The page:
There's a reason why they call them smartphones… with the help of a clever app, your phone can turn into just about anything - a street directory, notebook or even a flashlight. And that's just the beginning.
Smartphones are designed to do more than phone calls and texts. They come with apps and functions built into the phone so you can do things like search the internet, check email and listen to podcasts. But there are literally millions of apps (we’ll explain what these are below) that go even further to entertain, inform and make life easier.
In this article, we take a look at some amazing apps that can help you find your keys, plan your road trip and monitor your heart rate. We also have safety tips for you to keep in mind when adding and managing apps on your smartphone.
If you’re new to the world of apps and would like to start from the beginning, you can find out how to add, manage and delete apps in our course, All about apps.
The word ‘app’ is short for application. It’s like a computer program that’s designed to do something specific on your smartphone, tablet or computer. For instance, a weather app provides the day’s forecast. Apps are specifically built for use on a smaller screen like a smartphone and tablet, but they can also be used on computers. You don’t need to enter a web address to access an app, it simply opens ready for use when you click on it.
Safety tips: adding and managing apps
Only get apps from the official stores: Apple’s App Store or Google Play store for Android devices. These official stores are apps themselves that come pre-installed on your device.
Check app reviews and ratings. You can find the reviews on the same page where you download the app in an app store. The reviews will give you an idea of how useful the app is and if there are any potential issues.
Install and update apps when you’re connected to your home Wi-Fi network. Do this instead of using your mobile data as it will save on your monthly mobile data allowance.
Free versus paid apps. Most apps are free but they contain ads, or in-app purchases that prod you to pay for extra features or subscriptions. These charges are optional and are charged to the credit card used to sign up to the app store. On the other hand, paid apps usually contain less (or no) ads and provide more features than a free app. When you have the option to choose from several apps that do the same thing, try the free app first instead of the paid app to see whether you like it.
Carefully consider access requests. An app may ask you for permission to access different features on your phone, like your camera or location. Consider whether the app really needs to access these features to do its job. For example, does a crossword games app need access to your camera? No. But a communications app needs access to your contacts list so you can call or message your contacts. As a general rule, don’t download an app if you’re not comfortable with what’s being asked of you.
Delete apps when you no longer need them. Not only does it free up storage space on your phone, it can also make your phone more secure.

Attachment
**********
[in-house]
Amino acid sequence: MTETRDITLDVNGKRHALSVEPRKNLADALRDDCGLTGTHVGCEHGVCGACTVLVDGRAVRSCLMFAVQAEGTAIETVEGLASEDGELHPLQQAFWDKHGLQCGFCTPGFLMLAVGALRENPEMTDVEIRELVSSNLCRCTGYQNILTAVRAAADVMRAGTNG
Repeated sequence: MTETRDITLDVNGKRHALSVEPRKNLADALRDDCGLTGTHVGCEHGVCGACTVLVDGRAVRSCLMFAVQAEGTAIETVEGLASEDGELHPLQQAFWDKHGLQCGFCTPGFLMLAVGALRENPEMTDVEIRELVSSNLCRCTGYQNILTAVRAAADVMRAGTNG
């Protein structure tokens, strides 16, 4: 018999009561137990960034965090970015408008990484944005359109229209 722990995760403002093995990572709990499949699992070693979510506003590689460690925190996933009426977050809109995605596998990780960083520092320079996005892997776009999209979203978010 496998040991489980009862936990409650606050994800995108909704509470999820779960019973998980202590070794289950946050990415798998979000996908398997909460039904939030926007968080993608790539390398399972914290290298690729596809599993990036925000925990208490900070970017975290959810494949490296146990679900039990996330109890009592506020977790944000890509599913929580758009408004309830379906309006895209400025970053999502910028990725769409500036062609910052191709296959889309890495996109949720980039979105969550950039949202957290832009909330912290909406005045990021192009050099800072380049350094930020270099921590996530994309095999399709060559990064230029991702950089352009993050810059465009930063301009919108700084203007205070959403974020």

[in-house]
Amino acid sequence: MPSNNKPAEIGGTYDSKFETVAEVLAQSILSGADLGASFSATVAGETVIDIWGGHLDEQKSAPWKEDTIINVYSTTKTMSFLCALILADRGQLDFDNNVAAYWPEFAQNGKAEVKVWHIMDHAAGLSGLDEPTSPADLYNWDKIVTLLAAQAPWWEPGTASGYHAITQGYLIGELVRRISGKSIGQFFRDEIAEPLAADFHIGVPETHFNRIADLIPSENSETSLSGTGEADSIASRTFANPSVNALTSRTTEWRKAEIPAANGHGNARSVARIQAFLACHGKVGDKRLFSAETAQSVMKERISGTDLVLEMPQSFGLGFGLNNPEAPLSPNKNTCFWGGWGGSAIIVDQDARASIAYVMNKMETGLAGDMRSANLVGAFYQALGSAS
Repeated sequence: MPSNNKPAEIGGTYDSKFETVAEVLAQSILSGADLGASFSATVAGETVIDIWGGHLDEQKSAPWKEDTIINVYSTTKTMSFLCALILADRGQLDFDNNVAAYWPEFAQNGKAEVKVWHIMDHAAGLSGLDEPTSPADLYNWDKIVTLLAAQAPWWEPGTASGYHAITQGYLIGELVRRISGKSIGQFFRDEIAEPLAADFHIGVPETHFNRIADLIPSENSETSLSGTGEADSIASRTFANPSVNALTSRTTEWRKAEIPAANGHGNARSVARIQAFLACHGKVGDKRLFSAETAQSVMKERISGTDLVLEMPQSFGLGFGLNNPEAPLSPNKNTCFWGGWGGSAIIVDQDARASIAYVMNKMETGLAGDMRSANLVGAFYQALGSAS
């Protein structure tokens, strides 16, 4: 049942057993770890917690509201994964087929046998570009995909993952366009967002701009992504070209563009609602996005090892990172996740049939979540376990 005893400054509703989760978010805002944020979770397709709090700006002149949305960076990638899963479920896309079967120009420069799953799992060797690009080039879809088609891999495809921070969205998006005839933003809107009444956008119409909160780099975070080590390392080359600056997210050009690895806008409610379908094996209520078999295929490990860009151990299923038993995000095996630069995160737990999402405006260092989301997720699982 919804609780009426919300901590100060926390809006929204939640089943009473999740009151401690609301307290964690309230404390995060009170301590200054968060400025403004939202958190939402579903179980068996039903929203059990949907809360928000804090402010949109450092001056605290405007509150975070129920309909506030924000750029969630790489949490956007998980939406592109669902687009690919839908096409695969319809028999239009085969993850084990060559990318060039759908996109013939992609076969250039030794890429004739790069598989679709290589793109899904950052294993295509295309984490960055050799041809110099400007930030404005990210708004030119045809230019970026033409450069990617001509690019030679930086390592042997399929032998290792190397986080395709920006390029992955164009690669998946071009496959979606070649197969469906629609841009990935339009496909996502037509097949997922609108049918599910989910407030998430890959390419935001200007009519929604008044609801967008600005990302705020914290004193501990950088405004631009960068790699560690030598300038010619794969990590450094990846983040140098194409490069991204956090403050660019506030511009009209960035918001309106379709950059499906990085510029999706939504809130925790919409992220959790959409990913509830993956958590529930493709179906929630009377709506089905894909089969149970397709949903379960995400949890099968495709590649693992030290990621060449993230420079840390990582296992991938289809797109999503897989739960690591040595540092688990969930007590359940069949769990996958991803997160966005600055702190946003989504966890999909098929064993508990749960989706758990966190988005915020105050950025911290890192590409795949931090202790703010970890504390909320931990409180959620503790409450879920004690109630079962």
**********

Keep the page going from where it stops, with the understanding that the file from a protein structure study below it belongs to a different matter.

Amazing apps you need to know about
There’s no end to what your smartphone can do with a little help from an app, but here are a few that may come in handy.
Find your keys
Yes, there’s an app for that. But you need to also buy a small electronic tracking tile to attach to your keys or anything else you tend to lose. You attach the little tile to the item, then with an app on your smartphone you can turn on an alert, so said tile makes a beeping noise to help you find the item. You can also see the last known location on a map. Tile and Chipolo are two popular examples of key finder trackers and apps. You can buy the tracking tiles from most electronics stores.
Monitor your heart rate
You can now check your heart rate with just your phone and an app. Some heart rate apps, like the popular Instant Heart Rate, use the flash of your phone’s camera to scan your finger to detect your heartbeat and measure the flow of blood beneath your skin’s surface. It’s important to note that heart rate apps are designed more for fitness and shouldn’t be used to replace a visit to the doctor.
Train your brain
Brain training apps claim to sharpen your thinking skills and improve your memory. Many of these apps track your progress as you complete a range of fun and challenging games that test your memory, language, focus and problem-solving skills. There are many brain training apps to choose from, but popular examples include BrainHQ, and CogniFit which has been specifically designed for people over the age of 55.
Plan your road trip
Leave it to the apps to help plan, organise and manage your next road trip. Road trip planning apps are designed to help you feel more organised so you spend more time enjoying your trip. Short of packing your bags for you, these apps can help you map out your trip, find the best driving route, tell you what to pack, and find local attractions, cafes, and camping grounds.